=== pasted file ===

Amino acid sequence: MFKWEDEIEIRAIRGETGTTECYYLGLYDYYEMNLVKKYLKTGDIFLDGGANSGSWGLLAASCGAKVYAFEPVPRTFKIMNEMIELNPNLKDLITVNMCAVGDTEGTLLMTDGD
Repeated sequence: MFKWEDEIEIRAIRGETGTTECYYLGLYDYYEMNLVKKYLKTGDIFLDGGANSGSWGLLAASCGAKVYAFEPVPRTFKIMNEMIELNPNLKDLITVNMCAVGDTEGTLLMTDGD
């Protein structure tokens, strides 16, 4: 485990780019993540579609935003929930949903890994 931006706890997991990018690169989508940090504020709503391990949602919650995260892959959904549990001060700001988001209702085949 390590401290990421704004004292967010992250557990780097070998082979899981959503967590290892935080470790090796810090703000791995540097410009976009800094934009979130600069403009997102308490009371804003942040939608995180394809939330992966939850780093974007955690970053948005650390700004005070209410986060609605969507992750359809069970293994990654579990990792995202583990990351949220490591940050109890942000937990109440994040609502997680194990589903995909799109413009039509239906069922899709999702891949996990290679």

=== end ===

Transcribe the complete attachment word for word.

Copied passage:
Amino acid sequence: MFKWEDEIEIRAIRGETGTTECYYLGLYDYYEMNLVKKYLKTGDIFLDGGANSGSWGLLAASCGAKVYAFEPVPRTFKIMNEMIELNPNLKDLITVNMCAVGDTEGTLLMTDGD
Repeated sequence: MFKWEDEIEIRAIRGETGTTECYYLGLYDYYEMNLVKKYLKTGDIFLDGGANSGSWGLLAASCGAKVYAFEPVPRTFKIMNEMIELNPNLKDLITVNMCAVGDTEGTLLMTDGD
């Protein structure tokens, strides 16, 4: 485990780019993540579609935003929930949903890994 931006706890997991990018690169989508940090504020709503391990949602919650995260892959959904549990001060700001988001209702085949 390590401290990421704004004292967010992250557990780097070998082979899981959503967590290892935080470790090796810090703000791995540097410009976009800094934009979130600069403009997102308490009371804003942040939608995180394809939330992966939850780093974007955690970053948005650390700004005070209410986060609605969507992750359809069970293994990654579990990792995202583990990351949220490591940050109890942000937990109440994040609502997680194990589903995909799109413009039509239906069922899709999702891949996990290679």